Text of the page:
Which brings me full circle once more to “Singing In The  Rain”  here on the  Virginia Eastern Shore.  Like last year, and the year before, and the year before that,  and indeed most of my nearly 25 years here,  when areas just north of us are being lashed by sleet, snow and high winds,  here on the Eastern Shore,  we are enjoying rain.   “Enjoying”  in the sense that it’s great to have  woods, fields and ponds  getting a good drink and water tables  being refilled — even though we might cancel trips so as not to have to drive  in heavy rain.   So many benefits, so few drawbacks !   Our moderate maritime climate, our fabulous weather,  is one of the many delightful aspects of life on the Eastern Shore.  A beautiful four season climate with long, pleasant springs and falls, the hot part of summer short with cooling breezes blowing off  the water,  the cold part of winter short  and moderate ( most winter days seem to be between 40 to 50 degrees outside) — by the end of February or first part of March,  farmers normally starting  plowing for spring plantings.  For avid boaters, golfers and beachcombers, it’s terrific– you’ll see them out and about all winter long,  “doing their thing”,  enjoying  every outdoor minute of   a  refreshing  45 degree winter’s day.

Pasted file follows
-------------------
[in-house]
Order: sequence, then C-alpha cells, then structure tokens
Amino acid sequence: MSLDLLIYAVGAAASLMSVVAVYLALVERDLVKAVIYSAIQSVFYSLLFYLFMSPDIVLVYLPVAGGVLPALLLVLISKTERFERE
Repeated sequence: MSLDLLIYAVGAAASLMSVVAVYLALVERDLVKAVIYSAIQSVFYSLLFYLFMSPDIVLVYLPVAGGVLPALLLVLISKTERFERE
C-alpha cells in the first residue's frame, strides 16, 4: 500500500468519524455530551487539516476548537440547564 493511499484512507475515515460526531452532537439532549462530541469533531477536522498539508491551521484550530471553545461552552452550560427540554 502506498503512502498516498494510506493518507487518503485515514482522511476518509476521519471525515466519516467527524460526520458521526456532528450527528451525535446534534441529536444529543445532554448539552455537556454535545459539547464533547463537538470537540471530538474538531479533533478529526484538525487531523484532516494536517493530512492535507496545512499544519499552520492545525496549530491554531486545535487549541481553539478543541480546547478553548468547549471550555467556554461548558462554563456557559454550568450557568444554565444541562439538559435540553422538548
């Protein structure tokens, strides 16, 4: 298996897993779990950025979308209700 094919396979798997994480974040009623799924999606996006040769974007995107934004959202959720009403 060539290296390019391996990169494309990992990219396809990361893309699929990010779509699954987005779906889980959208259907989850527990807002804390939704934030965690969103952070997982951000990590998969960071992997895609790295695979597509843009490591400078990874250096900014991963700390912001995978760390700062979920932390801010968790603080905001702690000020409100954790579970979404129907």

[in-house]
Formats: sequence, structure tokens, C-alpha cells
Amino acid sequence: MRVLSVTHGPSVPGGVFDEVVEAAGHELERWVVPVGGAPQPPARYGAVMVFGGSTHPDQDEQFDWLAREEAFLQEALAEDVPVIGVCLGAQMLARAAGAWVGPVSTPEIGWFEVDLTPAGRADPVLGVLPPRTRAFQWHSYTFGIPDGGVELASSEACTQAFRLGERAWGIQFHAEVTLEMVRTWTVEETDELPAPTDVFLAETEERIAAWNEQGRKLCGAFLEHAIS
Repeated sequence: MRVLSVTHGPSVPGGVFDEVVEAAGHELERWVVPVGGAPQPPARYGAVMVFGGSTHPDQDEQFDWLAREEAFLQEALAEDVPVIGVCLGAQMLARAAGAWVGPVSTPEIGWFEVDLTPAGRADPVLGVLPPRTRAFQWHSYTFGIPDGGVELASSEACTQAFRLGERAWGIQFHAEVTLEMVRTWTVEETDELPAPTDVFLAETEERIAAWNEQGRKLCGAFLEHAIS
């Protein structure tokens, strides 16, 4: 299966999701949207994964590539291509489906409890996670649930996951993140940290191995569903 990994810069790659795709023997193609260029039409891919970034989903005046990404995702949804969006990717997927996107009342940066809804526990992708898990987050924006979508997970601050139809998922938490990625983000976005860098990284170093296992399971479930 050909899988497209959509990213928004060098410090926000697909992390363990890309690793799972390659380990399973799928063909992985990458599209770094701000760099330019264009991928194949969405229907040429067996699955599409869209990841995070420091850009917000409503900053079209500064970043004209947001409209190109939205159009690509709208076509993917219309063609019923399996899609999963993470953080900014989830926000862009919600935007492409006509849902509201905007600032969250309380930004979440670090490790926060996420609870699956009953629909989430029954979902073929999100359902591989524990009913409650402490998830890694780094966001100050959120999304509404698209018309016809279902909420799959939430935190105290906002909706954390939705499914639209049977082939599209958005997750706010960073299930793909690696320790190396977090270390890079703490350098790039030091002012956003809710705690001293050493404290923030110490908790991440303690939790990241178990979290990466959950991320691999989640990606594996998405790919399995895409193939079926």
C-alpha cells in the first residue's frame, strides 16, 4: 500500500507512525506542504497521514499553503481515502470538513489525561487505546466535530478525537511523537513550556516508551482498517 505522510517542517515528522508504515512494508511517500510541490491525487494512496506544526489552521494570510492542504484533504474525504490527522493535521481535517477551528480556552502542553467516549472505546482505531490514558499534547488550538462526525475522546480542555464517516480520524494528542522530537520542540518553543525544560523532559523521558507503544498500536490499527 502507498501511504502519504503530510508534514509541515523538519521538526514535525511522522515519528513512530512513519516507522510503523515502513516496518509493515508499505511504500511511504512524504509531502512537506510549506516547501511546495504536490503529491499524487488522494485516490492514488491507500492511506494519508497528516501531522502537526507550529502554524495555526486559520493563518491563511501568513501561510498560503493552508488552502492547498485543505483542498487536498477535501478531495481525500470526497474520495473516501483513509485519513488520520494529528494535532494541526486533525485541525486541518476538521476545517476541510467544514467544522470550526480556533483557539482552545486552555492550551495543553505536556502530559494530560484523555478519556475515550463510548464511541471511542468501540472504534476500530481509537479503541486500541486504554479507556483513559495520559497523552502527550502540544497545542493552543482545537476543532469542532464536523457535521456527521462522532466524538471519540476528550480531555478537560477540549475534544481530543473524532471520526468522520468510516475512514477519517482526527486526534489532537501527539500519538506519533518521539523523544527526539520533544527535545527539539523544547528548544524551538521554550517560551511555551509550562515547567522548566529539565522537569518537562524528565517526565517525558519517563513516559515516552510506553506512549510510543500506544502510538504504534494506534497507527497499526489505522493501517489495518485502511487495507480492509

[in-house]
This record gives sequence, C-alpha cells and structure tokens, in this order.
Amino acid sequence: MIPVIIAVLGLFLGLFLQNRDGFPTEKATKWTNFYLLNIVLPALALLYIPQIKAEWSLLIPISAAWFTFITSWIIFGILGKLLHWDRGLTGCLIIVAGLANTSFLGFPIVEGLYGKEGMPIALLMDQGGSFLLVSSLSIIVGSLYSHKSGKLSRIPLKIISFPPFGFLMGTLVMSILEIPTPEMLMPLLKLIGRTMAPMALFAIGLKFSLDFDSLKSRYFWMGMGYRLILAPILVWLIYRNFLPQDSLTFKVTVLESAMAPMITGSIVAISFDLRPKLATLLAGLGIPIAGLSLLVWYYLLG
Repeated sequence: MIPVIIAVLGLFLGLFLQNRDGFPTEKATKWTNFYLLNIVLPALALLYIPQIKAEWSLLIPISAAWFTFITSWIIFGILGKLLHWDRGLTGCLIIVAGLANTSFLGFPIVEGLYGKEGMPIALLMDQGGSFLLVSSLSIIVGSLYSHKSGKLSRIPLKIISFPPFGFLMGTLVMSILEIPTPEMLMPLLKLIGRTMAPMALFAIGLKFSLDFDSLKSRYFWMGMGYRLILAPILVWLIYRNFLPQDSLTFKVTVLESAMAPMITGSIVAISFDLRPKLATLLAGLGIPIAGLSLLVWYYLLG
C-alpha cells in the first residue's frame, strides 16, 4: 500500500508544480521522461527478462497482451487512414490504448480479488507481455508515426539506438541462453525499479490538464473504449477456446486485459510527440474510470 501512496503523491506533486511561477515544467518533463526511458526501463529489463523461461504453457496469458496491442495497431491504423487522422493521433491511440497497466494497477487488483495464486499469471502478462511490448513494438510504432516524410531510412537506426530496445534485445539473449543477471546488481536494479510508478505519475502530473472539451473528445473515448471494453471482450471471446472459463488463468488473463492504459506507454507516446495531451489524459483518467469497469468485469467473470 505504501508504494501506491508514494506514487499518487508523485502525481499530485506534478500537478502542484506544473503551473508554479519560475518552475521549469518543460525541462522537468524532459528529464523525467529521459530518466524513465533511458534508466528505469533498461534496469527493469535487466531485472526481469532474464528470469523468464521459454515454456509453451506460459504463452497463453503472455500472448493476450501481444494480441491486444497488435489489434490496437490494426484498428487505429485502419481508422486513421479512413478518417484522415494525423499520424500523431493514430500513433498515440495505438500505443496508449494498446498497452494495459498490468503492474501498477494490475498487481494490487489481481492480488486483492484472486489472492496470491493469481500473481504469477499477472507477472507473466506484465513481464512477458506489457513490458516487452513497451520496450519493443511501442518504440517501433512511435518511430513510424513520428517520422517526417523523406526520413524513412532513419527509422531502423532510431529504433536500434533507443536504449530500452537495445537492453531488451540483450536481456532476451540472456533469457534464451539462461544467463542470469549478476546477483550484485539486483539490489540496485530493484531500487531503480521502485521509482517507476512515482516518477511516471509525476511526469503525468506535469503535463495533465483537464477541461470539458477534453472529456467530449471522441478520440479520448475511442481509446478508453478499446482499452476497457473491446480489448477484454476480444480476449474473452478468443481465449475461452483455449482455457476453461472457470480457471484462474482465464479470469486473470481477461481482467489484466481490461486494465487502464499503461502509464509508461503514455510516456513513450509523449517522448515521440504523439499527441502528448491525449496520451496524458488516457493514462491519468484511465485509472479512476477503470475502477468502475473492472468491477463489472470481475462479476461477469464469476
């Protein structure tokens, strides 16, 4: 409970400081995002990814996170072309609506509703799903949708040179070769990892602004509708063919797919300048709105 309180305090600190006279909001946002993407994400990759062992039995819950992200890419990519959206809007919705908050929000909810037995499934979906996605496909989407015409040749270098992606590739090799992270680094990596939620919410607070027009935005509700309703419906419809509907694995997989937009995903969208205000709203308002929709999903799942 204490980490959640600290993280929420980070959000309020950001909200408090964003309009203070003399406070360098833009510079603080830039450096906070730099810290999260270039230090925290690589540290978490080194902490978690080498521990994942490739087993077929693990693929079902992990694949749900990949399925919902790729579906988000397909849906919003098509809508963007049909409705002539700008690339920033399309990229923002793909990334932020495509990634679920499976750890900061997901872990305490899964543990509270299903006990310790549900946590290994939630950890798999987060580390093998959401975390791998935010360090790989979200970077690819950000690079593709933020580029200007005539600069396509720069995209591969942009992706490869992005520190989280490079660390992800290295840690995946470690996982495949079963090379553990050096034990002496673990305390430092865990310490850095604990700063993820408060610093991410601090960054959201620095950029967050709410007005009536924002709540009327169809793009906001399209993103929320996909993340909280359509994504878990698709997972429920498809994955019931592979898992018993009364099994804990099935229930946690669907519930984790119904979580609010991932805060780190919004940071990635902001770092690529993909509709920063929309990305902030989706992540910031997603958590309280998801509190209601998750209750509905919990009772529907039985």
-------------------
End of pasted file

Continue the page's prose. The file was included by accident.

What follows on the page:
So last Sunday, when we woke up here on the Shore to a beautiful Indian Summer day,  leaves beginning to turn, skies clear and blue, slight breeze, temperatures forecast to be about 65 degrees and sunny,  it was hard to imagine what it would be like to live  in parts of New Jersey with 15 inches of snow and no power,  or in New York with a state of emergency declared in 13 counties  or in parts of Massachusetts or Connecticut, buried under up to 27 inches of snow and electricity forecast to be off  for up to a week.  And I didn’t actually have to imagine it because the Weather Channel covered it all in full detail,  fallen trees, closed airports, stranded motorists, 9 dead, the whole sad story.   Then,  just as I was making  another  pot of coffee, I looked out the kitchen window to a beautiful fall sight,  called to my husband to bring my camera– out in our little woods, beyond the back lawn and overlooking the water,  was a small family of  deer,  just passing through,  about 6 of them,  stopping every few minutes to look around and sniff the air.  Deer in  shades of  tans and browns,  trees dressed in greens and hues of  reds and orange, all set against the deep blue background of  our  Chesapeake Bay inlet– that’s what October on the Eastern Shore of Virginia looks like to us.   New York  may have  “The Big Apple”,  Massachusetts may have Boston and New Jersey may have Atlantic City…. but the Eastern Shore of Virginia has fabulous weather, our glorious, beautiful,  do-your-outside-thing- most- anytime,  moderate maritime climate.  So,  once again,  it’s  “Singing In The Rain”,  not shuffling

(Posted by Marlene Cree, licensed Virginia agent with Blue Heron Realty Co., 7134  Wilsonia Neck Dr., Machipongo, VA)

in the snow,  here on the Virginia Eastern Shore.